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HELP! How do I choose the right microcontroller for my wearable project?

Updated: Oct 28, 2022

The circuit board is the brains of your project, yes - but it's actually so much more! There are considerations depending on how you'll be using the board, and this post will help you decide. The microcontrollers we stock are a range of ones that we've selected because they are great for wearable projects, and your electronics hobby.

Let's jump in with this stunning little ESP32 wifi-capable board with 25 programmable RGB LEDs! These are ESP32s!

The ESP32-C3 board, adds dazzle, there's no denying it! It's a small board so it's great for being so lightweight. It would hold up for even thin fabrics when mounted. The capabilities of this board allow for Wi-Fi, long-distance Bluetooth 5 (LE), and low power consumption.

We also have this C3 chip with an OLED screen in place of the RGB LEDs if you prefer to have something readable on the board. Small which is great for your wearable tech.

ESP32 bursting on the scene

Since the ESP32 came onto the microcontroller scene, it has made incorporating features such as Wi-Fi so much easier and quicker and more compact. I remember buying big ethernet shields, and Wi-Fi shields to plug on top of an Arduino Uno which was a huge chunck of kit for a wearable. Designing for or near the body has other considerations and a component in our wearable being small & portable is a great start.

The lovely microcontrollers from Adafruit also allow for making fantastic feature-packed wearables. This includes using ESP32-S2 and ESP32-C3 chips on some of their boards. They are small, and they have a battery pack charge board that can be soldered on top too!

These all make for lightweight, portable, and feature-packed wearable.

Help - How is designing for wearables different from other circuits I make?

When we design for the body, an nobody or near-body device, we have to consider a few factors. This can range from:

  • the curves of the body, where can you place the technology

  • lightweight, don't overburden someone wearing it

  • unobtrusive, you don't want it to stop how someone normally moves or acts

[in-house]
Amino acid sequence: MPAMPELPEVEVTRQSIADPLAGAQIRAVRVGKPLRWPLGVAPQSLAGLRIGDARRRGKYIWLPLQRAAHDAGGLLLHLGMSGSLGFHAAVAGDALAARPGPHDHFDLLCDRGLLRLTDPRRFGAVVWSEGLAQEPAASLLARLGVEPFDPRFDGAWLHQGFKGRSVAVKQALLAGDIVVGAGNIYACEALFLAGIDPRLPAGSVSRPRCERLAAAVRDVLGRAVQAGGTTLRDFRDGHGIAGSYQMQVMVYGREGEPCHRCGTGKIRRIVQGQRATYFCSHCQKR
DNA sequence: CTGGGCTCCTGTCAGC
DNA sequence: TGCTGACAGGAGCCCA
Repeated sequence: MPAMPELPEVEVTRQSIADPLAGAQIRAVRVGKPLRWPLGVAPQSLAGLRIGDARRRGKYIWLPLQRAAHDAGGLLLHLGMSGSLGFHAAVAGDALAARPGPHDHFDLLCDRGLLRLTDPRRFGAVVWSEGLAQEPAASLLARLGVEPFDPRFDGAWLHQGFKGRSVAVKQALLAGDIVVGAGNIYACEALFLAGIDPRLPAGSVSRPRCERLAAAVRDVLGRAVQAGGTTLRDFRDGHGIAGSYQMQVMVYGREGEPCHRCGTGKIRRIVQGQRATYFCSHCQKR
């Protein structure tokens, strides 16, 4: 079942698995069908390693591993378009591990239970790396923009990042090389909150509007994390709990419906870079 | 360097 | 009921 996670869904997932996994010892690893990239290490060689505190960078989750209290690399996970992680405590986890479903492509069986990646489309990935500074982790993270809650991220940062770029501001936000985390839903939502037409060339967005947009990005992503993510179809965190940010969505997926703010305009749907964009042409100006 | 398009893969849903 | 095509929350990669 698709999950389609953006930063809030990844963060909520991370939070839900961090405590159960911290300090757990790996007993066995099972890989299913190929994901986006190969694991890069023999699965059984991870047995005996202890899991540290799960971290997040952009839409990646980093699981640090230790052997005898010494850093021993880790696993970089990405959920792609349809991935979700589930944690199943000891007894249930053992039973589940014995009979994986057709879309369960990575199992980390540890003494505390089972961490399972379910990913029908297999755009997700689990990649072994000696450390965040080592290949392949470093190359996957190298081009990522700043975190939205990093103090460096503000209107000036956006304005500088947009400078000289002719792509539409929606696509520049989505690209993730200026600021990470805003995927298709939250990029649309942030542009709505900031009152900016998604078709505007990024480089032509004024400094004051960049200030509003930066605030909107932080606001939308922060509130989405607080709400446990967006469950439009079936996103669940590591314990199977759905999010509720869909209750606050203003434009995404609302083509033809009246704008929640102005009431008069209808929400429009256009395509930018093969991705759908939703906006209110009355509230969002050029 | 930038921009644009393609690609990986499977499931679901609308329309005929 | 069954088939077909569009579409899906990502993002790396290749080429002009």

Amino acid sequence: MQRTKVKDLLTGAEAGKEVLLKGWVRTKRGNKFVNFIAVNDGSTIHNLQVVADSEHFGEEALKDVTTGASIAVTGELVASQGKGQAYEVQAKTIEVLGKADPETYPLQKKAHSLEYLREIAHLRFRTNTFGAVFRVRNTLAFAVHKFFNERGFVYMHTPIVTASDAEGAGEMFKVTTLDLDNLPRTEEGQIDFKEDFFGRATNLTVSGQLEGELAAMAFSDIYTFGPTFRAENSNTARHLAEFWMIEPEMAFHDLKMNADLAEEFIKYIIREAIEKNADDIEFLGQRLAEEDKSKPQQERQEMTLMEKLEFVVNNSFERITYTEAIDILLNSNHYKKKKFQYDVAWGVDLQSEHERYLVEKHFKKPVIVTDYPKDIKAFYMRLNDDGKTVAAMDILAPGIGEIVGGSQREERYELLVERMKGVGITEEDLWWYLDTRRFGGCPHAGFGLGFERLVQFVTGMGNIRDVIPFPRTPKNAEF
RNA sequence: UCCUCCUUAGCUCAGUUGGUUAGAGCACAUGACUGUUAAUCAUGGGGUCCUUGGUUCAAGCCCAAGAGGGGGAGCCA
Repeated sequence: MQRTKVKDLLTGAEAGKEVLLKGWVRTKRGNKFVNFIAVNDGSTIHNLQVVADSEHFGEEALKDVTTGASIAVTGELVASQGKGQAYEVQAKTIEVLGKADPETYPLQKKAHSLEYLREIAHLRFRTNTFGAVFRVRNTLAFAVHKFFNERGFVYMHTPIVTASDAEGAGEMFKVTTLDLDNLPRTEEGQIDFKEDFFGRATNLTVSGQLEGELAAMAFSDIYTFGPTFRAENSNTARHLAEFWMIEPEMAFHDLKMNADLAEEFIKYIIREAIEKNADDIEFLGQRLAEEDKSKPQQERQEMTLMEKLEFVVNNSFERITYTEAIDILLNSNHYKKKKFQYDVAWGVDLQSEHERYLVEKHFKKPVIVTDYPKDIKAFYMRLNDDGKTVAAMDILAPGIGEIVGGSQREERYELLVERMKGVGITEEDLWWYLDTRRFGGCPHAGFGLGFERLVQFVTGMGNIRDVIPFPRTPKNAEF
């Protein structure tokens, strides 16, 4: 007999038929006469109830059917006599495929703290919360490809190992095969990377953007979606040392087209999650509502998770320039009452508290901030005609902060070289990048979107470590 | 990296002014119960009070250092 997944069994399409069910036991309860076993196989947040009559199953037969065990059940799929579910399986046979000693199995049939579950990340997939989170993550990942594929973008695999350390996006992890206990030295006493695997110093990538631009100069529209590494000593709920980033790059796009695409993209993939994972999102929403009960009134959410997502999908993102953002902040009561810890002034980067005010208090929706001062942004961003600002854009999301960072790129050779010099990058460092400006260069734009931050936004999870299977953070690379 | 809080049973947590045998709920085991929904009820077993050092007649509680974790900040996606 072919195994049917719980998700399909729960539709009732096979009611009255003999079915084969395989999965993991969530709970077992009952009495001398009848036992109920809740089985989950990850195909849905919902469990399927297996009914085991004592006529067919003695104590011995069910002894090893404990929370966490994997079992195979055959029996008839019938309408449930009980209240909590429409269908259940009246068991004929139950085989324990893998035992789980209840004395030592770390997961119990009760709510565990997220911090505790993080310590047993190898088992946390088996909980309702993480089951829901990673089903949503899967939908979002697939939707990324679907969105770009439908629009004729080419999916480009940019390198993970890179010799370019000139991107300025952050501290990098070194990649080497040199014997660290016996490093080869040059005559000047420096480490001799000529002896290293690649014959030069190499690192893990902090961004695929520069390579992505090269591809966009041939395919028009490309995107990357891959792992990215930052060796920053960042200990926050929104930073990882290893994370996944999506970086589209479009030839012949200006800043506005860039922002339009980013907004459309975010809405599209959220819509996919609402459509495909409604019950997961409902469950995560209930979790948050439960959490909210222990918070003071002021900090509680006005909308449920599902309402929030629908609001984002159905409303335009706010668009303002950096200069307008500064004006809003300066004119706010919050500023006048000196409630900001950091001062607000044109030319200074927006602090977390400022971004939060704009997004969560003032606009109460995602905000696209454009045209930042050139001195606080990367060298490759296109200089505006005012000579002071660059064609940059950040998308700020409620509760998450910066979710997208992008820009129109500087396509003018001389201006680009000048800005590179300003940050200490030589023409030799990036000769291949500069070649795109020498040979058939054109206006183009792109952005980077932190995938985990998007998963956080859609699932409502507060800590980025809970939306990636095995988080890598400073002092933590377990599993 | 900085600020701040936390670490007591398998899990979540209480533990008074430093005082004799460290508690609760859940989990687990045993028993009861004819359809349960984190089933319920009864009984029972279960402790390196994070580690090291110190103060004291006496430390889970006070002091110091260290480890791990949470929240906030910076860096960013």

You might also consider the placement on the body. Will it be:

  • visible, maybe as a necklace, broach, headband, or accessory of some description

  • on the torso, will it restrict movement

  • comfortable, is it on the hands or feet, preventing actions

These factors mean we need to choose carefully the microcontrollers we need.

You might also consider the specific usage area you are designing for. For example, is this for:

  • a dancer or performer, how will the device affect their motion

  • someone in a hot temperature, outside, or working near a fire

  • someone who is in colder temperatures, maybe it is on a pair of gloves used in a harsh winter

  • a humid environment, or are they exercising when wearing it

  • someone concentrating on a task so does not want to be disturbed in an obvious way

Usage, purpose and planning are very important, these are only a few ideas to help you get started. I've written a wearable book and there are planning and prototyping chapters that you might be interested in reading. Or enter to win a copy!

Are there good microprocessors to choose from?

Yes! This is something we love to find and source! Let us know if we are missing a board you think is a smasher for creating a wearable.

Some of the small, or sewable, feature-packed boards include:

There are boards from DFRobot that also use the ESP32-C3 chip, their sewable Beetle, which has a dual-core ESP32. This is a lot of processing power so you can do two tasks at once if your wearable needs it. They also have an ESP32-C3 Beetle that comes with a mini protoboard shield - and - it has charging capabilities for your battery built right in! WOOP!

Mix it up - if you don't need wifi - these are the top choices

Try different circuit boards to find the one that suits your project. You might prefer one that is sewable, which Adafruit has made so easy for us makers. Their Flora range (Atmega32u4 chip) and the Gemma (ATSAMD21E18) provide you with two different sizes to choose from and sew tabs depending on how many inputs/outputs your circuit has.

This project was made with a Flora board (and was coded for a Circuit Playground as well). See the project tutorial at Instructables. It has a colour sensor that takes colour from wherever you like, and then it displays the HEX code on the OLED as well as displays the colour on the 4x4 RGB LED grid. It also sends the HEX code straight to your computer so you can use it!

Lastly, if you need to have more functionality, there is an Adafruit Circuit Playground (Atmega32u4 chip), there are three boards in this range, that has a lot more sew tabs for your inputs/outputs, plus there are programmable buttons on it, programmable RGB LEDs, and many sensors such as temperature!

Time to get making

Now it's your turn. Choose some of these unique boards to start your own projects, or follow along as you're learning with some of my tutorials. Please leave a comment or question below.

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